22 March 2022, Zambia: CABI is partnering with the The Liveability Challenge 2022 to help shortlist entries in the Food & Agritechnology track for the Grand Finale held later this year.
Organisations have until 1 April to submit disruptive, game-changing solutions that will help cities accelerate decarbonisation, meet increasing demand for food, and conserve the planet’s natural ecosystems. Finalists stand a chance to win the grand prize of up to S$1 million in grant funding for project development, among other opportunities.
CABI is showing its support to the global initiative by helping to shortlist these innovative solutions. As the world’s population is expected to increase to 10 billion by 2050, current infrastructure and resources are straining to catch up. The Liveability Challenge, therefore, asks ‘how can we live sustainably and within our planetary boundaries?’
The Liveability Challenge crowd-sources the world for the best sustainability solutions and provides both the monetary and ecosystem support needed to take these ideas from laboratory to market. In doing so, it also helps organisations in their commitments to helping achieve the UN Sustainable Development Goals (SDGs).
Established in 2018, The Liveability Challenge has grown to become Asia’s largest sustainability solutions platform with a global reach and a reputation for helping companies — whose innovations are disrupting industries to create significant positive impact for society and planet — achieve success.
Following four successful editions of The Liveability Challenge, Temasek Foundation and Eco-Business will once again deliver a highly anticipated initiative to accelerate urban transformation and deliver measurable impact.
Alistair Holt, CABI’s Head of Trusts and Foundations, said, “CABI is delighted to be part of The Liveability Challenge 2022. The initiative aims to draw upon innovative solutions – which we already employ in our portfolio of scientific research, programmes, products and services – to meet key challenges of the 21st century.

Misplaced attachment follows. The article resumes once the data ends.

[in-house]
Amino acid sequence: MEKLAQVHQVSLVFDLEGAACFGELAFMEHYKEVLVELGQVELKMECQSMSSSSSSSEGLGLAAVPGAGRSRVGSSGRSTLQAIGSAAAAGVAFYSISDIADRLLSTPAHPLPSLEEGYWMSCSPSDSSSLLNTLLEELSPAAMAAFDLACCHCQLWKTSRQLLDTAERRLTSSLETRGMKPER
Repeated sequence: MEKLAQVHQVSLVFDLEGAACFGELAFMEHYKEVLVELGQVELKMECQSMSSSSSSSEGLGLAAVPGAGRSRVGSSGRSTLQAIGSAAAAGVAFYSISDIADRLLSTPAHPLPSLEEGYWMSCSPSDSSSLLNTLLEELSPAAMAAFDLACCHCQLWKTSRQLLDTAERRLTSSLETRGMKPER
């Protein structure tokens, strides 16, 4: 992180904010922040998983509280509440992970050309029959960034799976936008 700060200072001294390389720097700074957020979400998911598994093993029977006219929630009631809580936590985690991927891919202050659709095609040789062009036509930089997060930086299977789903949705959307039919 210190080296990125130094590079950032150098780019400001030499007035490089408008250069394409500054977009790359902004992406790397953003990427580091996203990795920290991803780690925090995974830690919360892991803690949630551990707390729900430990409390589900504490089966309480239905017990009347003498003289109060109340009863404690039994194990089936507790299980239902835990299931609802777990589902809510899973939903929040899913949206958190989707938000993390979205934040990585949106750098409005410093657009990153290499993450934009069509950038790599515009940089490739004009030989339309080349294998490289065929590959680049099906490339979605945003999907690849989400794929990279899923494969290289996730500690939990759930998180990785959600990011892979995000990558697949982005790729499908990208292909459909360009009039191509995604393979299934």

“These include CABI programmes and projects which share knowledge and utilise digital skills to strengthen plant health systems and increase the supply of higher quality and safer food to feed a population expected to reach 10 billion by 2050.”
One such example is a new CABI programme which will help reduce crop losses by strengthening national plant health systems called PlantwisePlus. Building upon previous CABI programmes, Plantwise and Action on Invasives, it will help empower farmers to increase incomes, food security and food safety by producing more and higher quality food.
CABI helped millions of farmers in over 30 countries diagnose and treat pest threats and reduce crop losses through a global network of plant clinics and plant doctors through Plantwise. The programme used digital technology and an open access knowledge bank.
CABI has also developed an online learning platform – the CABI Academy – designed to help students and professionals translate the latest research and innovations in agriculture and the environment into actionable knowledge and practical applications in the field. In addition, CABI has created an open access platform called the Bioprotection Portal to help farmers choose biocontrol products over agrochemicals and produce safer and healthier food.
“With the added concern of climate change and sustainability, our expertise and knowledge will be of benefit to The Liveability Challenge,” added Mr Holt.
“Particularly as we seek biological solutions to enhance the availability of safer plant protection products and strengthen detection and response to pest outbreaks which threaten food production.”